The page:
Growing interestin’ plants

“Yeh don’t know them gargoyles at the Committee for the Disposal o’

Dangerous Creatures! They’ve got it in fer interestin’ creatures!”

Reubeus Hagrid, Harry Potter and the Prisoner of Azkaban

Hagrid is one of the best characters in the Harry Potter universe. He is kind and brave, and he will do anything to help Harry and his friends defeat the evil wizard Voldemort and his cronies. One of his endearing qualities is his love for what he calls “interestin’ creatures” – Acromantulas (giant spiders), Hippogriffs, Salamanders, Dragons, Nifflers, Unicorns, and other magical beasts and beings. Hagrid takes care of the beasts of Hogwarts in his capacity as Care of Magical Creatures teacher, and also befriends many of the Magical Beings that live in the Lake and the Forbidden Forest. Often his love and care for Magical Creatures will get him into trouble, such as the time when he tried to keep a baby dragon (Norbert) in his tiny wooden cabin, or he was expelled from Hogwarts for keeping an Acromantula that was thought to be killing fellow students. His ability to see the value of all Magical Beasts and Beings enables him to see the value and unique qualities in all people as well, leading him to fight against the “Magical Supremacy” of Voldemort.

I enjoy Hagrid so much because he is a bit of a kindred spirit. Although unlike Hagrid, I am not a keeper of the beasts of the world (I do not own any pets except goldfish), I do love interestin’ plants of all kinds. I find it hard to walk past a plant stall, sale, nursery, or just a garden without taking a sticky beak to see what is happening or what ideas or new plants I can take home with me.

While I love traditional plants, I like to seek out the interestin’, the exotic, or the just plain weird. Sometimes my husband has been heard to sigh “Can’t we just grow something normal?” – this especially when I start researching fruit trees or planning the Summer veggie patch. I am not interested in growing Pink Lady apples, or Satsuma plums. I want to try growing something different that I cannot buy in a supermarket produce section, like a 17th Century English heirloom apple that can only cross-pollinate with a 15th Century French relative. And although I do grow the standard Aussie Butternuts in the Summer, I also like to try my hand at growing Japanese heirloom pumpkins or Italian spherical zucchini, for fun and interest. Sometimes these experiments are successful; at other times I have an epic fail – like last year’s Lakota pumpkins, which yielded exactly one tiny pumpkin. That was a very expensive tiny pumpkin, for all the water that was pumped into that fist-sized squash…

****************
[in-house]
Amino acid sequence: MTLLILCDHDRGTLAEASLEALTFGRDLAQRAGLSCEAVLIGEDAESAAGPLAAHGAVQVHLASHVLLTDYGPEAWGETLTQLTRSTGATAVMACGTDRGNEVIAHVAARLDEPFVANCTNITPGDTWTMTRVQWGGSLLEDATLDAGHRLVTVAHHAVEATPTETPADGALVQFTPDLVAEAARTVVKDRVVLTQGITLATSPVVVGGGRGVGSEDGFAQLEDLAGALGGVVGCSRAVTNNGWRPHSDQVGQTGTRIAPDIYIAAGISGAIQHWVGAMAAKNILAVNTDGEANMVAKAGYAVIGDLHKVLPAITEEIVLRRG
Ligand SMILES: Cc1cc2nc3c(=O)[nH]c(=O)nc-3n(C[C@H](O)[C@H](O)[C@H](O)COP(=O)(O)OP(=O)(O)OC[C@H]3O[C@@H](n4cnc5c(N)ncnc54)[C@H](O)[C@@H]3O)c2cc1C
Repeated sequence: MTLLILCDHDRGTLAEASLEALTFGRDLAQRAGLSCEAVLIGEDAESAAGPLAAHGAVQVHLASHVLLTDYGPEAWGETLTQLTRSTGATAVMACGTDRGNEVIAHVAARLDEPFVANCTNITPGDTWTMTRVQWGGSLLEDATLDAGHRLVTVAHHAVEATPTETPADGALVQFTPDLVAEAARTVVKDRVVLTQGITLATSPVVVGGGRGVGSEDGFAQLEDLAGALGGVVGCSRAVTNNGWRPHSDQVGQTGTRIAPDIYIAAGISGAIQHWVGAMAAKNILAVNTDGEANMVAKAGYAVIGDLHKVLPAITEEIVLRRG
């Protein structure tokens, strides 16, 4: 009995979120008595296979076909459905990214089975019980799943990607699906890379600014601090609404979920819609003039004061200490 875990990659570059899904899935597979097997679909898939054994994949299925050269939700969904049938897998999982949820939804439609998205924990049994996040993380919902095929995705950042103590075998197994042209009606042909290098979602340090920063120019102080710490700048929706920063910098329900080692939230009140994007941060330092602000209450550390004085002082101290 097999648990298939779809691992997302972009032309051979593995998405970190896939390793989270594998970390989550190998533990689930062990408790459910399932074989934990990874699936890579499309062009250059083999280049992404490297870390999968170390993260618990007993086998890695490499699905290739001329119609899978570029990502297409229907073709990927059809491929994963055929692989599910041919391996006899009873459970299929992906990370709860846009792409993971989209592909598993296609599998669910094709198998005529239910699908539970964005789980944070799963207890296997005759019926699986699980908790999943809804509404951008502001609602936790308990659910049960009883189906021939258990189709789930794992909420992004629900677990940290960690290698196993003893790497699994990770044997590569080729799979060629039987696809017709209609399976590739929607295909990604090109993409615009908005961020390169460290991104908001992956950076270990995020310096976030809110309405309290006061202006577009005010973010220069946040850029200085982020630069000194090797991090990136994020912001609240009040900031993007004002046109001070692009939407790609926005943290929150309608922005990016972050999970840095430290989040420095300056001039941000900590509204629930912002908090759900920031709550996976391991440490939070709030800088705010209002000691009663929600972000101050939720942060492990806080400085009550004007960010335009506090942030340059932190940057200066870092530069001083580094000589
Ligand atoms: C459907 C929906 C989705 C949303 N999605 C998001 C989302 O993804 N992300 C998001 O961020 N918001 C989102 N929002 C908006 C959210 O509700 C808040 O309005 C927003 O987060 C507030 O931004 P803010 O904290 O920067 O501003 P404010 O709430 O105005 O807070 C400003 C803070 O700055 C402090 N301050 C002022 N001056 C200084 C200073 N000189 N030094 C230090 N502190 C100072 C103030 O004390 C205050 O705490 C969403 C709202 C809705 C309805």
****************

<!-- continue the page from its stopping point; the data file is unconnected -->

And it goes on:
I also love to grow unusual flowers that I cannot buy at a florist or a nursery, like beautiful crocuses that flower for two days a year, because I think that there is no point growing something I can buy at Coles or Bunnos for ten bucks a bunch. I wait eagerly all year to see their beautiful flowers pop up, admire them extravagantly for those two days, and then wait again for them for another 12 months. I grow six varieties of lavender and six varieties of mint, only one of each I can easily buy at a nursery. I have multiple varieties of thyme and sage, daisies that smell like passionfruit, and four colours of violets that creep around my garden and remind me of my grandmother every time the wind blows and the scent wafts across the garden. I have plants just for touching, and plants just for smelling. I have plants with names (and I think, personalities), including one fruiting vine that stubbornly refused to fruit until I named her and talked to her, sometimes in frustration and sometimes with love until she started to fruit prolifically. Now my husband has caught my crazy, and talks to her as well when he walks by. We might sound slightly bonkers, but people have commented on the huge size and health of our passionfruit vine.

In our streetscape and against the backdrop of our great 70s palace, our garden looks a little out of place. All the other gardens are landscaped in the late 70s-early 80s Australian style of lawn interspersed with diosma bushes and an ornamental tree or two. These yards look very neat. The lawns are tidy and the diosmas are trimmed. In the Spring, small clumps of daffodils occasionally dare to disrupt the tidiness.

Our front garden is a tribute to Hagrid in the middle of Privet Drive. It does not have any ornamental trees. Instead we have five beautiful fruit trees and vines (mulberry, apricot, passionfruit, pomegranate, guava), one pretty sad looking lemon, and a newly planted lemon myrtle tree. Our enormous herb garden keeps company with perennial flowers and spring flowering bulbs in colours that are not designed to match each other neatly but instead were chosen because they make me happy or because I spotted them in a catalogue and I thought they looked interestin’. So we have brightly coloured Harlequin Flowers (sparaxis, pictured above) growing in the same space around the garden with mint, self-seeded parsley and oregano, cosmos, violets, crocuses, pale Erlicheer daffodils, riotous Ranunculus, delicate purple Star Flowers, white, red, purple, and pink lavender, and dozens of different herbs.

I say fight back against the tide of diosma bushes and boring front yards. Don’t give in to the rules of Privet Drive. Be a Hagrid, not a Muggle.

Grow interestin’ plants.

Advertisements

Gardening jobs – Weekend 25th & 26th August 2018

Each week for the past eight weeks, I have checked the weather report anxiously on a Thursday, checking to see how it will be on the weekend. Each week, it has been the same: some version of raining, stormy, windy, and cold.

Not that I am complaining: parts of Australia are in severe drought, and farmers are suffering. When it rains here, I feel thankful that we have it, and hope that some of it is heading the way of the farmers and animals that need it.